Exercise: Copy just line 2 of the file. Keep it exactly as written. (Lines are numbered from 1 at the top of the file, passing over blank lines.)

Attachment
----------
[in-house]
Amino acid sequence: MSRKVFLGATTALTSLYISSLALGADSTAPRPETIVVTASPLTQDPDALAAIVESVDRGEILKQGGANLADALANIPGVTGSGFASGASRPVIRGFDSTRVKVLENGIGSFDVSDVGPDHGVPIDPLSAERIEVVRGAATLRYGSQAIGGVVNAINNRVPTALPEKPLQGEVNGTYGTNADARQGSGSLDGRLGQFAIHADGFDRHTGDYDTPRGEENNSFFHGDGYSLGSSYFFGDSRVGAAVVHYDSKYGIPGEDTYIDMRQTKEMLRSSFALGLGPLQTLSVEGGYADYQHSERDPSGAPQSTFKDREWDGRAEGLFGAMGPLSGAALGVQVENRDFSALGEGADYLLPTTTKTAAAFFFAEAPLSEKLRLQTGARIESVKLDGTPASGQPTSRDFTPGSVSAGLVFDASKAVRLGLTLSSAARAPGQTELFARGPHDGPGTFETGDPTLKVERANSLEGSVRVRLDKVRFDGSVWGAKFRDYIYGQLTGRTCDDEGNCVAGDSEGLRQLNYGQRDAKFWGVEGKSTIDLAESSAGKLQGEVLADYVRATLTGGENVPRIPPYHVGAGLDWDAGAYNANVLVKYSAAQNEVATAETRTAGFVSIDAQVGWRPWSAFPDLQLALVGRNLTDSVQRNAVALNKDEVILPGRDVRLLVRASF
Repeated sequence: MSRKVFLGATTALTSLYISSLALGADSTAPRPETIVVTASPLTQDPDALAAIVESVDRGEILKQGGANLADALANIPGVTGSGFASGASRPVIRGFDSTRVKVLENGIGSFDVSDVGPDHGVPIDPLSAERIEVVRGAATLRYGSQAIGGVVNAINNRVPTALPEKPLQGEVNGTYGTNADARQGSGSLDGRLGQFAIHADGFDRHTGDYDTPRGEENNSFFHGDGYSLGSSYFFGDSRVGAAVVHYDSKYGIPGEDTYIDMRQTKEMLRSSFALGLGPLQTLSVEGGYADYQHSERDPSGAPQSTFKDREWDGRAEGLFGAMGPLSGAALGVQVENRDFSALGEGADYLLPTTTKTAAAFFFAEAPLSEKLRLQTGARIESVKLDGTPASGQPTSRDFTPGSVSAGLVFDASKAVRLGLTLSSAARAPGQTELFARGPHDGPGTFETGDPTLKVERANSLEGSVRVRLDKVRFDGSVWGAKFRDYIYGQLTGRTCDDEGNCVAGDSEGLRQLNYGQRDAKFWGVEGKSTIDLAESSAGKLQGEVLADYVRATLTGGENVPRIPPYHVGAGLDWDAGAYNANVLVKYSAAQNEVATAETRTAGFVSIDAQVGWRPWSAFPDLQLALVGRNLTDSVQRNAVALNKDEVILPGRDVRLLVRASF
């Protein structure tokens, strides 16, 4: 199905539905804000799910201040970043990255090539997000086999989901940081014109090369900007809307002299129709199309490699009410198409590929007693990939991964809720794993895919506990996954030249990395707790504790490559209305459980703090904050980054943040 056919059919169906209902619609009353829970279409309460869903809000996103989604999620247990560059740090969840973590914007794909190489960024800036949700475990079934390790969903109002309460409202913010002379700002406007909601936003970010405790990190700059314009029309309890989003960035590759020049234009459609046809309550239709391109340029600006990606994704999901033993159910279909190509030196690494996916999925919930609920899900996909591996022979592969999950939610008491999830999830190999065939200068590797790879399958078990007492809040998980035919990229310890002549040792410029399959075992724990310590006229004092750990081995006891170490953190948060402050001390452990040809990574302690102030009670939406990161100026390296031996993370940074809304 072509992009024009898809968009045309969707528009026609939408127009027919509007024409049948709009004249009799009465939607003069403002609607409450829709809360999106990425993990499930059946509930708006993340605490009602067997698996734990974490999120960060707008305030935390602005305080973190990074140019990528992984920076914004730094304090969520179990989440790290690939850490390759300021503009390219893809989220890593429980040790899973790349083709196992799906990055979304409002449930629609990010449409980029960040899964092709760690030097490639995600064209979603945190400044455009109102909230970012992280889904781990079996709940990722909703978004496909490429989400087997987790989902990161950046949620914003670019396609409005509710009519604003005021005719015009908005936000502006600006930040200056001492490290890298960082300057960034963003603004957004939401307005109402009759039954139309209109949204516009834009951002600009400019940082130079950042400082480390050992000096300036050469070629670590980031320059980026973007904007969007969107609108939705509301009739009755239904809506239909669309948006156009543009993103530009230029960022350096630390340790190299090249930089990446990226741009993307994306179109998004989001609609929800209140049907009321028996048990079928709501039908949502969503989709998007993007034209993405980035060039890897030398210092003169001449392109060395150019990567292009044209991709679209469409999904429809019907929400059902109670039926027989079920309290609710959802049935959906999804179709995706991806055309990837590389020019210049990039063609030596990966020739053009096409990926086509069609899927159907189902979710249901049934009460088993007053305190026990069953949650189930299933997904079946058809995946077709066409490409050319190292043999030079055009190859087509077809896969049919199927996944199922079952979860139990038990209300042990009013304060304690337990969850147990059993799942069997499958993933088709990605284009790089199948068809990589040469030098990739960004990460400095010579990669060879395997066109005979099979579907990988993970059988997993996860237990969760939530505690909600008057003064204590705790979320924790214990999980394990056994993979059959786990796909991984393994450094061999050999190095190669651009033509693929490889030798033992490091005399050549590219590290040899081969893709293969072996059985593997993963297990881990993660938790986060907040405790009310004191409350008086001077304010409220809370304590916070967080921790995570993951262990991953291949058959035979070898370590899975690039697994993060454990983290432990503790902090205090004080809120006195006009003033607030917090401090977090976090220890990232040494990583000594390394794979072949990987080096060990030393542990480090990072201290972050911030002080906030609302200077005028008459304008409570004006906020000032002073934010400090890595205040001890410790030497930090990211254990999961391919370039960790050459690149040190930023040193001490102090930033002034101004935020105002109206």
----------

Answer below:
Amino acid sequence: MSRKVFLGATTALTSLYISSLALGADSTAPRPETIVVTASPLTQDPDALAAIVESVDRGEILKQGGANLADALANIPGVTGSGFASGASRPVIRGFDSTRVKVLENGIGSFDVSDVGPDHGVPIDPLSAERIEVVRGAATLRYGSQAIGGVVNAINNRVPTALPEKPLQGEVNGTYGTNADARQGSGSLDGRLGQFAIHADGFDRHTGDYDTPRGEENNSFFHGDGYSLGSSYFFGDSRVGAAVVHYDSKYGIPGEDTYIDMRQTKEMLRSSFALGLGPLQTLSVEGGYADYQHSERDPSGAPQSTFKDREWDGRAEGLFGAMGPLSGAALGVQVENRDFSALGEGADYLLPTTTKTAAAFFFAEAPLSEKLRLQTGARIESVKLDGTPASGQPTSRDFTPGSVSAGLVFDASKAVRLGLTLSSAARAPGQTELFARGPHDGPGTFETGDPTLKVERANSLEGSVRVRLDKVRFDGSVWGAKFRDYIYGQLTGRTCDDEGNCVAGDSEGLRQLNYGQRDAKFWGVEGKSTIDLAESSAGKLQGEVLADYVRATLTGGENVPRIPPYHVGAGLDWDAGAYNANVLVKYSAAQNEVATAETRTAGFVSIDAQVGWRPWSAFPDLQLALVGRNLTDSVQRNAVALNKDEVILPGRDVRLLVRASF